A Florida Highway Patrol Trooper has died after battling COVID-19. Now, he’s being remembered by his colleagues as someone who performed his duties with humility and class.
For Trooper Brian Pingry, he may have discovered his calling later in life, but for him, it was more than a career.
Lieutenant Greg Bueno had nothing but good things to say about Pingry.
“He spent over two decades in a retail Department store where he was a manager and from that point, his spouse came home one day and he was doing push-ups and flutter kicks in the living room and of course she asked him why are you doing push-ups and flutter kicks in our living room. He said he was preparing to go to the Florida Highway Patrol Academy,” said Bueno.
At 53-year-old, Pingry went through quasi-military training for six months. He did this alongside troopers who were half his age.
“For a person in their 50s to say ‘I’m going to go to the FHP academy and become a state trooper’…wow. That’s extremely commendable because I don’t think too many people would do that and, not only did he do that, he did it well,” Bueno said.
“Brian’s main intention with this job was to make a difference,” said Bueno.
For seven years, he served with humility and lead his colleagues to do the same once he became a field training officer. Later, he watched his daughter follow in his footsteps. She graduated just one year ago from the Jacksonville Sheriff’s Office Academy.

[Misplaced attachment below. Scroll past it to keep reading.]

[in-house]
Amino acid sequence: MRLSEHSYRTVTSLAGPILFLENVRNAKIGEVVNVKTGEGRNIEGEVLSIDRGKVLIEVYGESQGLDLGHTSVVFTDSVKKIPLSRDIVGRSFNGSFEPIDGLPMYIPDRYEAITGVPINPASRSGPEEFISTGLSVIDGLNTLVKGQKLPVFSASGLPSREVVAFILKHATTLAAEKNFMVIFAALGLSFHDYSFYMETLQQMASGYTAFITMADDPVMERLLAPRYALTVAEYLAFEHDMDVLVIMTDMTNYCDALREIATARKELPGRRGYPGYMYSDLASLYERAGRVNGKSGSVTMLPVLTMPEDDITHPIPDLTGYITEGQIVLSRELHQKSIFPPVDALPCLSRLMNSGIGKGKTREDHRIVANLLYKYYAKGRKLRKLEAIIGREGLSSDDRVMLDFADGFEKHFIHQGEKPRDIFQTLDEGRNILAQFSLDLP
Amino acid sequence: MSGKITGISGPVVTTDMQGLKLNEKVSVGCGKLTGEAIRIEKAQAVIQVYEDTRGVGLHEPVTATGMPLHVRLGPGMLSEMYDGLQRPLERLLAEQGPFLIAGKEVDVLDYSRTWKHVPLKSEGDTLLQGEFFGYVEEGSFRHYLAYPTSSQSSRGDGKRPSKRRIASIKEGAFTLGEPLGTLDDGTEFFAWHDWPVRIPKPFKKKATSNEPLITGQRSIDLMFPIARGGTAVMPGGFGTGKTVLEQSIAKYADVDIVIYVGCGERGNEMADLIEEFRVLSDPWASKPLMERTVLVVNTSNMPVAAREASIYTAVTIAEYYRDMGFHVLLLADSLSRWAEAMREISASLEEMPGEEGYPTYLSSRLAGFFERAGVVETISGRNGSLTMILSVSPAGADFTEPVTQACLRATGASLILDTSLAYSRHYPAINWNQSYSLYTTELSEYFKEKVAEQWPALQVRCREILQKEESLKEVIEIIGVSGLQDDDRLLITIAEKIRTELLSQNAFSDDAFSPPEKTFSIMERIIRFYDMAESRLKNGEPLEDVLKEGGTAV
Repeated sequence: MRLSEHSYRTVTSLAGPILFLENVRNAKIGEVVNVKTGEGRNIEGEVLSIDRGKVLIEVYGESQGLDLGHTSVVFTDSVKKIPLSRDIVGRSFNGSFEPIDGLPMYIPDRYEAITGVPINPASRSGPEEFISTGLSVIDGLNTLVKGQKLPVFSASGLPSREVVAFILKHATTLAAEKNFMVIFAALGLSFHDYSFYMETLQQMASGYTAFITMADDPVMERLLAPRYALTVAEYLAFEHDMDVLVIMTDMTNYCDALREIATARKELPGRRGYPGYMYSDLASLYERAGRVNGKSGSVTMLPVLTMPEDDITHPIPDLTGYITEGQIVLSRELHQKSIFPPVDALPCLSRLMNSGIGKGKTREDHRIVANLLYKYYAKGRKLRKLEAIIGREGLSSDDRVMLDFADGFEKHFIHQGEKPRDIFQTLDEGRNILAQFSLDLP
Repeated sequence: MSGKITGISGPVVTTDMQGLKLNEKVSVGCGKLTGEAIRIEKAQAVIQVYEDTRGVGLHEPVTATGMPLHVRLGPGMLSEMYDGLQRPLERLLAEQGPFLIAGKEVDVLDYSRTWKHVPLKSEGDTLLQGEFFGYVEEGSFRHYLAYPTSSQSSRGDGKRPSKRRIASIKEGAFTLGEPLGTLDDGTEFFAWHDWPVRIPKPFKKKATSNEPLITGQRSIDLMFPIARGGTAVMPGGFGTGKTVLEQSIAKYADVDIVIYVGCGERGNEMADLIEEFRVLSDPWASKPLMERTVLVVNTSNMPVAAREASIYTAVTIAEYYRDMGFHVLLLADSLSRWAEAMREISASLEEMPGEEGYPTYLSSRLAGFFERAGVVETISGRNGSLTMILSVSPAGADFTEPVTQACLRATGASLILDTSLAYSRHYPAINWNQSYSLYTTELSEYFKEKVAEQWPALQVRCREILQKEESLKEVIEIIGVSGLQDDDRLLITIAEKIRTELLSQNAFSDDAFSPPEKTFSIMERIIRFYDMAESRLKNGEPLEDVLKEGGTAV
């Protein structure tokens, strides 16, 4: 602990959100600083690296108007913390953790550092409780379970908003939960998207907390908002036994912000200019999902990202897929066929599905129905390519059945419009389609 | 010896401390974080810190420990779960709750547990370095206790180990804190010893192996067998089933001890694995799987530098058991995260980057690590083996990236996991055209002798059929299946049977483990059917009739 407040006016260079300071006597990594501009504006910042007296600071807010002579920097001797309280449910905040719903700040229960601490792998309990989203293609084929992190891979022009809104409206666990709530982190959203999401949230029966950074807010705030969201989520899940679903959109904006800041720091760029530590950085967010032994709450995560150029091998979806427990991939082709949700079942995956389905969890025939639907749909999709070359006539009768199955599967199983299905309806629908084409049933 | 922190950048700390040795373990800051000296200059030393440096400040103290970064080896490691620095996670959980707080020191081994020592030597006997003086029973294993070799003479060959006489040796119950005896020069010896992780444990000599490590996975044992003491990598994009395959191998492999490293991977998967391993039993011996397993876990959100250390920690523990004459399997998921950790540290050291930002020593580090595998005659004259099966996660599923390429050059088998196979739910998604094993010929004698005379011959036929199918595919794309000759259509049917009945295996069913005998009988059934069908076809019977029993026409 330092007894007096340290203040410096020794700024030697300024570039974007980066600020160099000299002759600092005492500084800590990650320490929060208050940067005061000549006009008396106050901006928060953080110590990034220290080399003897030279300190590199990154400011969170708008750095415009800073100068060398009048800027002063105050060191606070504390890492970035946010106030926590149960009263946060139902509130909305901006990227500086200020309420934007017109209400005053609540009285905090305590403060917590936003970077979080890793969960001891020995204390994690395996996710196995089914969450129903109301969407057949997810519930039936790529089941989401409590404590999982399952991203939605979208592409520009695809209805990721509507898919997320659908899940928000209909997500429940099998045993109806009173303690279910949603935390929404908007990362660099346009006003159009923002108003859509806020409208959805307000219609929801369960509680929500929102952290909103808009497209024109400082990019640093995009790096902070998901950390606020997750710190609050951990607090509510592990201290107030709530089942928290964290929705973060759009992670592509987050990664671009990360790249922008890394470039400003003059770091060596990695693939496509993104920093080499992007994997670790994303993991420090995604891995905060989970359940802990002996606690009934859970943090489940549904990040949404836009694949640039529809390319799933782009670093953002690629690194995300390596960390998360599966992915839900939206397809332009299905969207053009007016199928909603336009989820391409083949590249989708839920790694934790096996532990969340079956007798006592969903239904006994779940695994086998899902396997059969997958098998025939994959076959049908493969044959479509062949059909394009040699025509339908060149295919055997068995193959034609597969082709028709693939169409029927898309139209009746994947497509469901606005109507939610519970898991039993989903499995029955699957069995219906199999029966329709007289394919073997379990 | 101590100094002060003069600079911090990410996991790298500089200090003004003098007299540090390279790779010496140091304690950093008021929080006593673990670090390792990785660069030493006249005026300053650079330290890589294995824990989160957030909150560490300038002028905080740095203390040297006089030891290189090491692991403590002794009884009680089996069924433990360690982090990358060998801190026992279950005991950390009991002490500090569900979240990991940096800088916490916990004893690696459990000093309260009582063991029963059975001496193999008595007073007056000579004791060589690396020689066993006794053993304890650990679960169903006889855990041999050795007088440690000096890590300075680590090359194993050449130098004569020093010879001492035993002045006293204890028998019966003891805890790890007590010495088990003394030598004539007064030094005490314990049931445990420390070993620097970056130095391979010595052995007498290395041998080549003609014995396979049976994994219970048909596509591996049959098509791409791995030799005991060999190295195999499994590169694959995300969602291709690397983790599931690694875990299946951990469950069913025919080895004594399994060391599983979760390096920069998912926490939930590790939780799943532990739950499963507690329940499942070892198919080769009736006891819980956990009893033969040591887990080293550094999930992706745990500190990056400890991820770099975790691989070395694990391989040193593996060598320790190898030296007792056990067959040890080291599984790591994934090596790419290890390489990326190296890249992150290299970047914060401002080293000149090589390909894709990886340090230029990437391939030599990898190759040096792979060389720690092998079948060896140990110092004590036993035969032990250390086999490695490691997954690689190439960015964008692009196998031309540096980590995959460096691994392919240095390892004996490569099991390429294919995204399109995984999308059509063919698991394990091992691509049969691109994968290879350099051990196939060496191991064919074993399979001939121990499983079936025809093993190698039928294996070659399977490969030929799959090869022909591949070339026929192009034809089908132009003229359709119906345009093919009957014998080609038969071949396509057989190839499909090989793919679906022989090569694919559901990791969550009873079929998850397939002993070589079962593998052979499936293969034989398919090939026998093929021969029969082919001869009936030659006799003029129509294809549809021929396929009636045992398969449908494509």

“He had requested to wear his uniform because he was so proud to be a Trooper and he was so proud that his daughter was following in his footsteps,” said Trooper.
In late August, other troopers stopped seeing Pingry’s face and hearing his footsteps around the office. He was battling COVID-19 and, as many others did, he lost the fight.
“Every life is precious and when it hits home and you see one of your own struggling, it’s heartbreaking. To come to work every day knowing he was struggling, you almost feel helpless because we would do anything to help him,” Bueno said.
On Saturday, he lost his battle with COVID-19. Bueno says he will be missed. “We will truly miss him,” said Bueno. “The only thing we can do at this point is [to] be there for his family, honor his legacy, honor his memory, and that’s exactly what we’re going to do.”
Trooper Brian Pingry leaves behind his wife and his two adult children. Thursday would have been the couple’s 26th wedding anniversary.
Florida Highway Patrol did not say whether or not Pingry was vaccinated.
FHP Lt. Greg Bueno said Pingry lived and worked in Lee County.